Wednesday, December 7, 2011

Mexico: Lack of tax incentives discourages giving

December 1, 2011 2:30 pm
By Adam Thomson

A few years ago, when Carlos Slim was asked about philanthropy, the Mexican telecoms billionaire said he disagreed with “going around like Santa Claus”. His views seem to have changed little since then.
“Poverty doesn’t go away with charity, social services, paternalism or speeches,” the world’s richest individual told the FT in June this year.
“You can only defeat poverty with jobs and with people who create jobs.”
To judge by some studies, many of his countrymen feel the same way. Mexico may have a $1tn economy, be home to 112m people and at least 12 billionaires. But it also has some of the world’s most frugal givers.
According to a 2003 investigation by the US-based Johns Hopkins Comparative Nonprofit Sector Project, private donations to the country’s not-for-profit sector are equivalent to just 0.04 per cent of gross domestic product – about 40 times lower than in the US, and the lowest in the Johns Hopkins study of 35 developed and developing countries.
Regional peers such as Brazil, Argentina and Colombia, which were also in the study, give considerably more on a proportional basis.
As Michael Layton of the philanthropy unit of Mexico City’s Itam university says: “The sector is really under-developed in Mexico and that makes it hard to get things moving.”
One of the problems is that few people pay taxes. With a large informal sector and plenty of loopholes in the tax code, it is little wonder that Mexico has one of the lowest takes in the region – less than 10 per cent of GDP a year excluding oil revenues.
This is a challenge for philanthropy: legislation that allows Mexicans to deduct donations from their tax bills – an approach that works in the US – is much less effective. As Mr Layton puts it, “the tax incentive is hollowed out”.
Moreover, the not-for-profit sector is small, even by Latin American standards. According to the finance ministry, there are only about 5,000 organisations that are legally registered to receive tax-free donations. Compare that with 50,000 in Ecuador, a country of 15m people.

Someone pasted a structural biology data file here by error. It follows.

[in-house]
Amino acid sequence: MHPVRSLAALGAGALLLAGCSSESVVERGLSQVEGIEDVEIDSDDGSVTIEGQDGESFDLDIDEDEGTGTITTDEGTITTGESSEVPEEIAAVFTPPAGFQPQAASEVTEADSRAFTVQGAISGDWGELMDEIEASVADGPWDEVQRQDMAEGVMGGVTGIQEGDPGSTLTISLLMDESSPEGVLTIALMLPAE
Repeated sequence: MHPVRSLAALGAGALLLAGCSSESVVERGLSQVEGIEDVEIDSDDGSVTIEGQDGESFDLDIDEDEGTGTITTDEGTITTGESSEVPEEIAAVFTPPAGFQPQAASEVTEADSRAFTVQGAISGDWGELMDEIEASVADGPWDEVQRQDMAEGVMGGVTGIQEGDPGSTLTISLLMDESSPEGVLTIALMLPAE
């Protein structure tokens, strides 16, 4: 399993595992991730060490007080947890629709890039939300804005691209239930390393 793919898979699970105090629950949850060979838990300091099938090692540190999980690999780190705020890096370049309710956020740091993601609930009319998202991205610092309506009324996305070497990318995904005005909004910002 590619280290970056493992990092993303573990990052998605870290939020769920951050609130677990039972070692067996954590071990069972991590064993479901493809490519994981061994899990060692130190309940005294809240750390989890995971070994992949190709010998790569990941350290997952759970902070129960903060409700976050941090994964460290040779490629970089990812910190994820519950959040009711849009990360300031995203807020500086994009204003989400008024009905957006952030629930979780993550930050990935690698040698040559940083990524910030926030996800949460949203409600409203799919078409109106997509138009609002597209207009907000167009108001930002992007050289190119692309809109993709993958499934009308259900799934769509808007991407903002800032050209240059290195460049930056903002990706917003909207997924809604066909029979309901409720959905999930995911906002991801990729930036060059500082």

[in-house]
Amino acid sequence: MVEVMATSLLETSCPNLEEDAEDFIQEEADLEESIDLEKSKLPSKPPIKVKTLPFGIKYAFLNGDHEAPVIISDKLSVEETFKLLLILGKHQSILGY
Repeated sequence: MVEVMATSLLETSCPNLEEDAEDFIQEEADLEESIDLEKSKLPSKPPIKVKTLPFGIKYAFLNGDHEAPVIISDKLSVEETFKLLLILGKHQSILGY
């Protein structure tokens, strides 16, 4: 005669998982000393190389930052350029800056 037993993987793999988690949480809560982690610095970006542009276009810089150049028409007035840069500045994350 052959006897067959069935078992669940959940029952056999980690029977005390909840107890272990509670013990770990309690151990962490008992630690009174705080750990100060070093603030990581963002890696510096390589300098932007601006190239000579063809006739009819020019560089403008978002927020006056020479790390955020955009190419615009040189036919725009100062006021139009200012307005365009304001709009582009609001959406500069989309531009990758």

Lourdes Sanz of the Mexican Center for Philanthropy argues that part of the reason is that national laws impose many rules on organisations that want to register with the finance ministry. For example, they have to renew their registration every year, generating paperwork.
They also have to obtain a letter of approval from one of the government’s ministries but few ministries are legally able to provide this.
Not only that, but registered organisations cannot spend more than 5 per cent of their donations on administrative costs – a level far below what most international not-for-profit organisations consider viable.
Ms Sanz concludes, “the institutional side of giving in Mexico is very weak”.
Francisco Marmolejo at the University of Arizona, an authority on higher education, says that the resulting low levels of philanthropy could spell serious problems for Mexico’s relatively young population, nowhere more so than in education.
“There is a huge demand for educational services, but governments in Latin America cannot provide adequately because of competing needs,” he says.
“Philanthropy could help fill the void, but there is not enough of it in Mexico.”
So acute is the lack of philanthropic funding for education that some universities have had to come up with novel alternatives.
For example, the Tecnológico de Monterrey, one of the country’s best known universities, has gone to the extraordinary measure of funding part of its monthly salary bill through a lottery system.
Like many things in Latin America, there is a certain lack of clarity over Mexico’s philanthropic sector.
Donations to the Catholic Church are not included in many statistics, a fact that probably underplays significantly the amount that Mexicans give away.